Going into a courtroom can be scary under any circumstance. That fear increases when there’s something important on the line, like the custody of your children. Knowing what to expect can help you prepare yourself mentally and emotionally ahead of time and make it easier for you to put your best case forward.
Generally speaking, judges decide every custody case based on what’s in the best interest of the children. To do that, they have to understand the lives of each parent, which is determined in part by answering the following questions:
- What do you do for a living? This question provides necessary information regarding each parent, such as what their daily schedule looks like, what level of job security each parent has, and what opportunities for growth, promotions, or raises are available.
- What are your finances like? Children need to be in a stable home environment as much as possible. Understanding a parent’s financial situation allows the Court to determine the probability of that parent to adequately provide for the children now and in the future.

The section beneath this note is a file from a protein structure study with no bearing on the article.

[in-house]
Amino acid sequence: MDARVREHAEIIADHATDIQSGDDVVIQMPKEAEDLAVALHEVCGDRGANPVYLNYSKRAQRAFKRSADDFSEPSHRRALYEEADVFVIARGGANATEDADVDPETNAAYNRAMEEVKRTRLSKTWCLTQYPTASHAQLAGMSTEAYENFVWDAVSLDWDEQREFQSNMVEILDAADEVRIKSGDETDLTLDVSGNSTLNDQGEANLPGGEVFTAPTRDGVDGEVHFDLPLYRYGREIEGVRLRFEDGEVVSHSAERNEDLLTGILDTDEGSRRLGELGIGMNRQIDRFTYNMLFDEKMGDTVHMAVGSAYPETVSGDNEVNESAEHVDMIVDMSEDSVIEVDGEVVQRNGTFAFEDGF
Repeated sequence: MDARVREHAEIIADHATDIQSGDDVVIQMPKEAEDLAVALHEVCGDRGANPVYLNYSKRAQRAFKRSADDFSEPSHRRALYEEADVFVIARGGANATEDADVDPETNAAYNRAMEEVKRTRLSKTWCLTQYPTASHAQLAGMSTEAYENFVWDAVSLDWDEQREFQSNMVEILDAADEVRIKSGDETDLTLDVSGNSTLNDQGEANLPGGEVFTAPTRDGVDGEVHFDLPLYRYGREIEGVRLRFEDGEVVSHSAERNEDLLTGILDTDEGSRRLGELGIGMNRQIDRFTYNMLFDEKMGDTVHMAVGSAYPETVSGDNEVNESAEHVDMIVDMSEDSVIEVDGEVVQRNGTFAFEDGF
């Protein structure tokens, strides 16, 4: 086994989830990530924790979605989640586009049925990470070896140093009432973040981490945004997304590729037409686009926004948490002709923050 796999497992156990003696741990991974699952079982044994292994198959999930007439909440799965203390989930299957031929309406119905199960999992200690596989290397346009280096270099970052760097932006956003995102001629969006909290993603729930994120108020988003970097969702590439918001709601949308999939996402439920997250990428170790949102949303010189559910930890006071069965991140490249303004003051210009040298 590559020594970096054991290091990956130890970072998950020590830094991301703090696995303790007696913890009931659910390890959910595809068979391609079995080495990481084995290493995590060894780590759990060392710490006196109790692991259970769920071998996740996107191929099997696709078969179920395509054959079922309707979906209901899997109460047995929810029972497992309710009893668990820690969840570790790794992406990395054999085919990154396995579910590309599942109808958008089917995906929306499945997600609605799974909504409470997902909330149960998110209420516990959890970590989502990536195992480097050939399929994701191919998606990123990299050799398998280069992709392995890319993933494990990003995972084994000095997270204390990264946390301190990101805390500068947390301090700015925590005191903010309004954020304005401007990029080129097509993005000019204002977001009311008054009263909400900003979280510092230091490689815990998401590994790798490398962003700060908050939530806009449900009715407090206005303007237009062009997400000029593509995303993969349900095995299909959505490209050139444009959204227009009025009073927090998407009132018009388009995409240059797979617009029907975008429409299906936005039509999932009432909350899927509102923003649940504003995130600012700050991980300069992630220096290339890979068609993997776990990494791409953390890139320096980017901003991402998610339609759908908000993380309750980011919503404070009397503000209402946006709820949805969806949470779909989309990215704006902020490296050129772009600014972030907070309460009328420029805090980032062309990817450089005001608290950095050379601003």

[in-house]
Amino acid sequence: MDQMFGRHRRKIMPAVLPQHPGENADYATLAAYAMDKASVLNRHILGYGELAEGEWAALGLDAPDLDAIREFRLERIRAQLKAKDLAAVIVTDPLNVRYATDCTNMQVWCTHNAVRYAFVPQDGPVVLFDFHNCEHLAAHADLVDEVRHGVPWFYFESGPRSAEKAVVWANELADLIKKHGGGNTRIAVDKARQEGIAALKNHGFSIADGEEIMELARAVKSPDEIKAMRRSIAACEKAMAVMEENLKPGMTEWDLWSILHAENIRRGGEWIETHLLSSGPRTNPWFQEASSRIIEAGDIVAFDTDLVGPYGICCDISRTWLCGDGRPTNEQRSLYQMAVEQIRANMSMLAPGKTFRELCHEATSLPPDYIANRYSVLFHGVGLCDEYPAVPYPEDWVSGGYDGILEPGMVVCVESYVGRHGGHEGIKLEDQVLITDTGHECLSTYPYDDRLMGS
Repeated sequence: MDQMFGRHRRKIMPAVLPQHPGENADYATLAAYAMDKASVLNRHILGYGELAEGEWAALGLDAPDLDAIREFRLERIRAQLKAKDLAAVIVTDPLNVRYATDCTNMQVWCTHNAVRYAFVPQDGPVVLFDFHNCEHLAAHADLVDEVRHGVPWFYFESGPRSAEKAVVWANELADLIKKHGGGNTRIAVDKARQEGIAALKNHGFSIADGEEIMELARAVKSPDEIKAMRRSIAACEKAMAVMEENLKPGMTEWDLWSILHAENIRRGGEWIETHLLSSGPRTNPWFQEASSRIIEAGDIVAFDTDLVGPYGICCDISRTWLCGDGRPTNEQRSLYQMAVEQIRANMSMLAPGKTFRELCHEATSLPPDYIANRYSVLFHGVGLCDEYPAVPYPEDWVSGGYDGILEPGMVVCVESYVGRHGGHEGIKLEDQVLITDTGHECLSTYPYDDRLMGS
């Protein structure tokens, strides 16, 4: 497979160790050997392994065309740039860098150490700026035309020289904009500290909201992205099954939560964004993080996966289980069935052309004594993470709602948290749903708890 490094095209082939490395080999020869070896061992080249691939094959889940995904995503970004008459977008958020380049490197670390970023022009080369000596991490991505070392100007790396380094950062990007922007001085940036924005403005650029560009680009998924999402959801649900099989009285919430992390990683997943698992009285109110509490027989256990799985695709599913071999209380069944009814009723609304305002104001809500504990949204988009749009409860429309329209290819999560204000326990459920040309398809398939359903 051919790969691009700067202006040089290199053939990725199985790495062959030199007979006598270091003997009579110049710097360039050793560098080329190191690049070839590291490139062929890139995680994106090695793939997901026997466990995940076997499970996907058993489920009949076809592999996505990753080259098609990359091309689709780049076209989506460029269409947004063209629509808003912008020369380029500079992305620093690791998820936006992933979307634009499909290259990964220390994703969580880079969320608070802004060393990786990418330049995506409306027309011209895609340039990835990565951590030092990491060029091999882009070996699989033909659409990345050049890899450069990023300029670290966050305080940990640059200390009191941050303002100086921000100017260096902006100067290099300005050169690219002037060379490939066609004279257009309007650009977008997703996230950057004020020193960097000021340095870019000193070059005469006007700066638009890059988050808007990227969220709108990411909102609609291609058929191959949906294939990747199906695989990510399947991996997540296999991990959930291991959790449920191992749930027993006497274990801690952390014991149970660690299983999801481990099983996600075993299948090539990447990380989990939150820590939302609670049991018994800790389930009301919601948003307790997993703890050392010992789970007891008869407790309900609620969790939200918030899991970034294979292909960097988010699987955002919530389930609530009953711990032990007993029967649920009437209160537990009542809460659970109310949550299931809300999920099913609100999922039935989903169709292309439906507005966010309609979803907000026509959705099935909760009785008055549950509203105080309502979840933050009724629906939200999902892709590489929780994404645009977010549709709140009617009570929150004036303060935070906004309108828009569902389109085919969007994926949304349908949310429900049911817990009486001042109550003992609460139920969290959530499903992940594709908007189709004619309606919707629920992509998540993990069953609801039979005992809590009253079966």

- Why are you seeking this particular custody arrangement? The judge wants to hear how the custody arrangement you want will benefit the children. To a certain extent, that may mean explaining why a different arrangement — the one proposed by your children’s other parent — isn’t good for the kids, but it is important to focus on the positive aspects of the arrangement that you have to offer.
- What custody arrangement do you have now? Why does or doesn’t it work currently? Judges prefer to keep already established arrangements in place for the sake of consistency for the children. However, if there are problems with an existing arrangement, this may lead the Court to make a necessary change, as long as it is in the best interests of the children.
- How well do you communicate with the other parent? The judge is looking at whether you are willing to help your children retain or build upon their existing relationship with their other parent. It is important to focus on what you intend to do to encourage and facilitate your children’s relationship with their other parent (not how poorly your ex reciprocates).
If you’re heading into a custody battle with your ex, don’t try to handle the issue on your own. Find out how an experienced advocate can help.